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2B0-104 Enterasys Certified Internetworking Engineer(ECIE) basics | Tue, 25 Oct 2022 13:50:00 -0500text/html Enterasys, InMon Forge Traffic Management Alliance

Through a new partnership between the two vendors, InMon's Traffic Server provides a front-end interface that enables customers to tap into the traffic data collected by Enterasys routers through NetFlow, a traffic accounting protocol developed by Cisco Systems, said Mark Pearce, router product marketing manager at Enterasys, Andover, Mass.

The combination of Traffic Server and X-Pedition routers can help customers Boost both network performance and security, Pearce said.

"We're auditing all of the traffic that flows across the network, and we have the capability to know who is on the network and what they are using it for," he said.

The InMon Traffic Server identifies bottlenecks that create network congestion, which are often caused by misuse of the network or malicious attacks, said Sonia Panchen, director of marketing at InMon, San Francisco.

"We take you from a guesswork situation to having specific data about who is causing a problem and what they are doing," Panchen said.

The products are not currently offered as a bundle, though channel partners can combine the two products to create bundled solutions for customers, Panchen said.

"This definitely would be a nice tool for us to have," said Amir Sohrabi, executive vice president of Managed Solutions Planning Xperts, a solution provider and Enterasys partner based in Arlington, Va. "Customers want to optimize their networks, figure out where they are bleeding--where usage is too high," Sohrabi said.

For Enterasys channel partners, InMon Traffic Server could create new service opportunities and help differentiate them from their competitors, Pearce said.

Enterasys hopes the partnership will help it nab market share from Cisco, Pearce said.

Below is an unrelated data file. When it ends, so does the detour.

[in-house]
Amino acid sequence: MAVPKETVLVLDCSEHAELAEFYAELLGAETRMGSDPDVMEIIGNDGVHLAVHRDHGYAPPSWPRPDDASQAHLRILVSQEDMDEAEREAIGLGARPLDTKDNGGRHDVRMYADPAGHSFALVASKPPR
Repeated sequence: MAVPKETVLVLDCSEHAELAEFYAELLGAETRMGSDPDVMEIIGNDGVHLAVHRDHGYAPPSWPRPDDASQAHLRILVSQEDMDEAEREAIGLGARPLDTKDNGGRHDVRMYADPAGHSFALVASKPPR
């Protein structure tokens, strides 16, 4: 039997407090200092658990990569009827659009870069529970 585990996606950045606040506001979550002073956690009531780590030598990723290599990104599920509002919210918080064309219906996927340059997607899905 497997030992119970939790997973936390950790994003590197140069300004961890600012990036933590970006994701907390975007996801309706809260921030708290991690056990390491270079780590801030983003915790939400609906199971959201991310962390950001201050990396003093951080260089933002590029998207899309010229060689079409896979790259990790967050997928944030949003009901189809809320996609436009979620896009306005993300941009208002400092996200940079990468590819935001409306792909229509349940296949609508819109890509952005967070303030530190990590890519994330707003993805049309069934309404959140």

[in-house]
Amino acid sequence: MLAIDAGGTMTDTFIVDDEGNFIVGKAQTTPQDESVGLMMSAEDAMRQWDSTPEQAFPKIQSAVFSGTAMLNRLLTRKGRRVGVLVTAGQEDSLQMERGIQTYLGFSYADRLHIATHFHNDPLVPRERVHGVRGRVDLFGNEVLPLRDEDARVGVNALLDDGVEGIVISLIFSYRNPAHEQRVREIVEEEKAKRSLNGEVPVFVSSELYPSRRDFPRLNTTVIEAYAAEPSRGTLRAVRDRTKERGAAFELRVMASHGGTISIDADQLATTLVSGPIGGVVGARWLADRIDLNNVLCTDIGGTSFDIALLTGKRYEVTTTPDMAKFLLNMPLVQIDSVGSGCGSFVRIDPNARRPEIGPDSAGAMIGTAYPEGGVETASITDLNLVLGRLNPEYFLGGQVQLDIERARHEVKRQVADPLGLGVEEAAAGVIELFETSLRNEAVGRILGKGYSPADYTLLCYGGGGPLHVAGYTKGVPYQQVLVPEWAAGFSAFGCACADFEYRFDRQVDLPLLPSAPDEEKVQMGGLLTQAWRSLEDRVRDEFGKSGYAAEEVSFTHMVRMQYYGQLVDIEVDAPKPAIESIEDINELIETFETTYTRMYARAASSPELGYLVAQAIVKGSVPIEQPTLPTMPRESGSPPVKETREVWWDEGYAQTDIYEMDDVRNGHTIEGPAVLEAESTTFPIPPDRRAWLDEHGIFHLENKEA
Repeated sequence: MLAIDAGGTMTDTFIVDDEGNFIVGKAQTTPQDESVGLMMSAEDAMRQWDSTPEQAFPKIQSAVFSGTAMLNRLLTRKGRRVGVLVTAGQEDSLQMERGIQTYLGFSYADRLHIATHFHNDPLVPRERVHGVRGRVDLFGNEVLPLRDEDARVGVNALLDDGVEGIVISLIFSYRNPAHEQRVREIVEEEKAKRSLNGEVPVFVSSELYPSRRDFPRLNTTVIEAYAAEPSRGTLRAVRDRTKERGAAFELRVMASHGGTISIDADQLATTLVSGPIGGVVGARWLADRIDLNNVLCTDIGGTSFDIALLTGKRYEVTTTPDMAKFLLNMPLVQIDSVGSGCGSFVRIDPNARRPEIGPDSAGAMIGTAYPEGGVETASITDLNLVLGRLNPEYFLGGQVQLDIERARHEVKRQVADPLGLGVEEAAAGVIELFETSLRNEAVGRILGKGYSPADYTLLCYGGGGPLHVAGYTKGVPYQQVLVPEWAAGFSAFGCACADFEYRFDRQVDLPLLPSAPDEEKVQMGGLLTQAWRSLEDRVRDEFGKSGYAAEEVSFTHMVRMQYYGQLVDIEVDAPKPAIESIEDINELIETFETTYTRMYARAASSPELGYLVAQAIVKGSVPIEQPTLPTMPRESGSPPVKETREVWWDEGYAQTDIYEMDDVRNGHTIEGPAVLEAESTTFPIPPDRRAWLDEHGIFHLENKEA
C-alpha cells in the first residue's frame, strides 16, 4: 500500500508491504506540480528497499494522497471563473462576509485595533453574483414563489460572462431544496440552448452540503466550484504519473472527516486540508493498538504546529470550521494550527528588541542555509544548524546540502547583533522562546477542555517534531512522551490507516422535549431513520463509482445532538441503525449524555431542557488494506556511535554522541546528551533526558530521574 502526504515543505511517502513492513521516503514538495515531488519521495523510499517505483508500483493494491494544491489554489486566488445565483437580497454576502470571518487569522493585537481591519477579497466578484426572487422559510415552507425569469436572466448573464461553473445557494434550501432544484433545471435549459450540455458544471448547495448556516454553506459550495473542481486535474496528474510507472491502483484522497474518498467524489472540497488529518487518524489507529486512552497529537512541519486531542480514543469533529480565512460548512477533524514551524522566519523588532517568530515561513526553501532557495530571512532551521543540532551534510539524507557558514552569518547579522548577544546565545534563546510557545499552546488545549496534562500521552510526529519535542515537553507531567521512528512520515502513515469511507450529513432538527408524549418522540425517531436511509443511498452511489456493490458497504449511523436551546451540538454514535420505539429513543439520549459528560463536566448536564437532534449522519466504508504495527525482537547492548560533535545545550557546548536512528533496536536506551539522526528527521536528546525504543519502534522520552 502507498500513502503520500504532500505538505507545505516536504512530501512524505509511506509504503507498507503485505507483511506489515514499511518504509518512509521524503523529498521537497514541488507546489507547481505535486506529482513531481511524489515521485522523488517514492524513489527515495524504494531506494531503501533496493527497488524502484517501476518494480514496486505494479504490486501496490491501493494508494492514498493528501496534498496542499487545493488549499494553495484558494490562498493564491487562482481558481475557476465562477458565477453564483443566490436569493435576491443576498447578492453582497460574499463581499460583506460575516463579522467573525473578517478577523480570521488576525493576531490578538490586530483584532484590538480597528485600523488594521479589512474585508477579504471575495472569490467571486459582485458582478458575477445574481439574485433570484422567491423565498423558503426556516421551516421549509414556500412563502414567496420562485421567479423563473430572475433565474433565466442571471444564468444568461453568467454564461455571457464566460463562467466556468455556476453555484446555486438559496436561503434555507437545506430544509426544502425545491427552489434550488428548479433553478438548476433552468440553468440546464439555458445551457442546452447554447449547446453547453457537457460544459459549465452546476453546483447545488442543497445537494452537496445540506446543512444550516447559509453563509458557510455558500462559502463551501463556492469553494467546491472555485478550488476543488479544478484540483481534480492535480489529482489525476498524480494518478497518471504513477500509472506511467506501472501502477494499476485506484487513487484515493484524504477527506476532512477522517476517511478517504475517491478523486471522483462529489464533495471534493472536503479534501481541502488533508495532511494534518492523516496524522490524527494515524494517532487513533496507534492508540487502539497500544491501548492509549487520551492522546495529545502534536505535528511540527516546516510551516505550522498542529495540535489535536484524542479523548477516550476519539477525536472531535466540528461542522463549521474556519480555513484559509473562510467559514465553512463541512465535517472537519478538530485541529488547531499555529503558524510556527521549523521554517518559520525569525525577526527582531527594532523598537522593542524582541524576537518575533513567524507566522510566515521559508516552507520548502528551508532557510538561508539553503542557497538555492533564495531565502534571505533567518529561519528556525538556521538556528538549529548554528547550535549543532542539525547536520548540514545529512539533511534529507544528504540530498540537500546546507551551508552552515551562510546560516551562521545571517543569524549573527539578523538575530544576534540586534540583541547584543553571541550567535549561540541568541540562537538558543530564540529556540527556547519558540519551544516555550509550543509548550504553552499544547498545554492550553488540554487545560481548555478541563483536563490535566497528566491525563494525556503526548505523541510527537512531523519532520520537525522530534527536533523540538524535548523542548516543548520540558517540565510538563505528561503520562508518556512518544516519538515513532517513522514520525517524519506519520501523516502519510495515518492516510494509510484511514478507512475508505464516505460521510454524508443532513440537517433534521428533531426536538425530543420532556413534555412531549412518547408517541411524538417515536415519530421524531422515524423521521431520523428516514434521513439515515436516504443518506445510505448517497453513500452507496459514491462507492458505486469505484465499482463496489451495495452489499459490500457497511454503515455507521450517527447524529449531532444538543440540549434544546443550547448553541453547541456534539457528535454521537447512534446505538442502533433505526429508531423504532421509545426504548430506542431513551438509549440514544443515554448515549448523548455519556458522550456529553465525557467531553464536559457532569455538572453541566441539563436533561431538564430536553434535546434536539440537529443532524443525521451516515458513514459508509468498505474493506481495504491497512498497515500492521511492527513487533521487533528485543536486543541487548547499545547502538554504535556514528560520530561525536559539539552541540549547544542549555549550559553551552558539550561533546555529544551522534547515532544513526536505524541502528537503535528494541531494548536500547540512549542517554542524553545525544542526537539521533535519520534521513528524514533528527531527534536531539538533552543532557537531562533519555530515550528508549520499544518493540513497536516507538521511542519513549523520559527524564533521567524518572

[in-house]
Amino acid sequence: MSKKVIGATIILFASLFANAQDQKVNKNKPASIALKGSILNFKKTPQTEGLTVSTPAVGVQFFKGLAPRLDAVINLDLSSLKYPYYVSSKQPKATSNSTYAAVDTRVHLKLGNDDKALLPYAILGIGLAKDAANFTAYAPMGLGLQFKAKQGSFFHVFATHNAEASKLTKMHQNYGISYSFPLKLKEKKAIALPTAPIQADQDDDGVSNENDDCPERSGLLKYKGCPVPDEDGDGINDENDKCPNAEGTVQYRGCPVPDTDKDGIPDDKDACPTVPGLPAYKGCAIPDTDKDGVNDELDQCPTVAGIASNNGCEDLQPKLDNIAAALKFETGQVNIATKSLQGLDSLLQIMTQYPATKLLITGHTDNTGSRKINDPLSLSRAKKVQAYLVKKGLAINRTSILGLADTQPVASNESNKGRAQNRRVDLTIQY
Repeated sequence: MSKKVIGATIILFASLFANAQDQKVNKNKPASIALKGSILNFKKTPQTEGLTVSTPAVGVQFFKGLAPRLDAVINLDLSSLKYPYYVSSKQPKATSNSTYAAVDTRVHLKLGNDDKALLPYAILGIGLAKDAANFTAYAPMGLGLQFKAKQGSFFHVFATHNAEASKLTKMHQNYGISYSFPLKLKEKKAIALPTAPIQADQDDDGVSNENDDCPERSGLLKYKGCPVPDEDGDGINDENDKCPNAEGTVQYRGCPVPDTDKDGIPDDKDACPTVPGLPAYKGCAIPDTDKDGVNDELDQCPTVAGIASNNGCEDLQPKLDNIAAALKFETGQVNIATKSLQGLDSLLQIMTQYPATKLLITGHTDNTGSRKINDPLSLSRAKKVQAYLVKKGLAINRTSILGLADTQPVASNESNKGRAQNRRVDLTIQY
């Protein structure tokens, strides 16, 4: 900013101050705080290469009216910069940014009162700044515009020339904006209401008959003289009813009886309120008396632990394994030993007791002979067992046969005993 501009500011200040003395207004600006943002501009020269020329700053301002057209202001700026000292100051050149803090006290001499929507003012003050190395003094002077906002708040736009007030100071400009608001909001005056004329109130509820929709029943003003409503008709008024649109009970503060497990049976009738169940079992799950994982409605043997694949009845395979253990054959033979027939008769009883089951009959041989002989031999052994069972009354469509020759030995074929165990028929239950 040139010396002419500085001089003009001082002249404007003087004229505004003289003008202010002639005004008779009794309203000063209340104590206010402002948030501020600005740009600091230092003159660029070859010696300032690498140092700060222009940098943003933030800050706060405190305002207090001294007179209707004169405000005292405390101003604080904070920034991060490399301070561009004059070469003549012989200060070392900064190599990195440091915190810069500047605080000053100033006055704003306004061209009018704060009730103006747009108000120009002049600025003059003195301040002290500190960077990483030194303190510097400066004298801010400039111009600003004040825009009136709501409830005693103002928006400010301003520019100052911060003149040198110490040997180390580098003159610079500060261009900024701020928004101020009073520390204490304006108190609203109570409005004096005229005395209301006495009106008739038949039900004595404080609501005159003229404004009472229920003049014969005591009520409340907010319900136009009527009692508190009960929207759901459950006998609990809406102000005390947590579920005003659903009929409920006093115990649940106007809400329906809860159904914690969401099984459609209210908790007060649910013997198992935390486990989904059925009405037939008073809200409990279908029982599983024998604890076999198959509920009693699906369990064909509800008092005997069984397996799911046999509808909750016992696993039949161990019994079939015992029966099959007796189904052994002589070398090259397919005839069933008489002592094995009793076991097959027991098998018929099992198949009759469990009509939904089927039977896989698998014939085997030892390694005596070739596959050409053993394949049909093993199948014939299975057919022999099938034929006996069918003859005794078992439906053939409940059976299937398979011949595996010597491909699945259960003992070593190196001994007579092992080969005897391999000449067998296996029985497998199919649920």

In the future, the vendor plans to incorporate some of its stand-alone security offerings--such as VPN, intrusion detection and firewall--into its routers, he said.

Mon, 01 Jan 2024 08:42:00 -0600 text/html
Enterasys Tweaks Program, Focuses On Gaining Customers

"2010 was a very good year for Enterasys, and really set the stage for 2011," said Bill Przybylinski, director of North America channels and distribution at Enterasys. "We want to motivate partners to acquire new customers and become fully enabled and self-sufficient."

Enterasys' 2011 Advantage Program adds a new partnership tier, Diamond, through which partners can receive Enterasys' highest available discounts, particularly if they bring new customers to the company. In addition to the discounts, Diamond partners also receive the most market development funds (MDF), priority prequalified lead assignment preference for opportunities that require advanced capabilities, and two free presale technical specialization classes.

Diamond partners have annual revenue requirement of $1.5 million in Enterasys business. Twenty percent of that, or $300,000, is required to come from new customers and new deals, which Enterasys defines as customers who have not purchased from the vendor in the past 24 months. Diamond partners are also required to have at least three Enterasys-certified sales reps and three technical specializations.

Requirements for Enterasys' lower tiers, Platinum and Gold, are respectively $1 million in revenue with $150,000 in new customer deals and $500,000 in revenue with $50,000 in new customer deals. The Registered level, its entry-level partner tier, continues to offer basic reseller privileges like eligibility for special pricing and access to the partner portal.

Overall, Enterasys now defines deals in every categories as "new customer, new deal," "existing customer" and "prequalified lead," with partner discounts successively lower depending on deal type and partnership level. The pre-sales technical specialization courses are also new.

Many VARs already earn a percentage off of Enterasys' list price if they buy through Enterasys' distributors, Tech Data and Synnex. At a Diamond level, however, a partner that registers a new customer deal where the partners have uncovered the opportunity and it's been approved by Enterasys' sales support can receive up to an additional 20 percent off list pricing, or between 6 and 8 percent if it's an existing account or pre-qualified lead.

Enterasys is also promising deal protection against volume-centric partners, Przybylinski said.

"We have some partners that vary in size, and we do have relationships with DMRs," he said. "But the partners have the best pricing offered on products. If a CDW wants to come in and register the opportunity, its registration will be rejected if it has already been registered to a partner."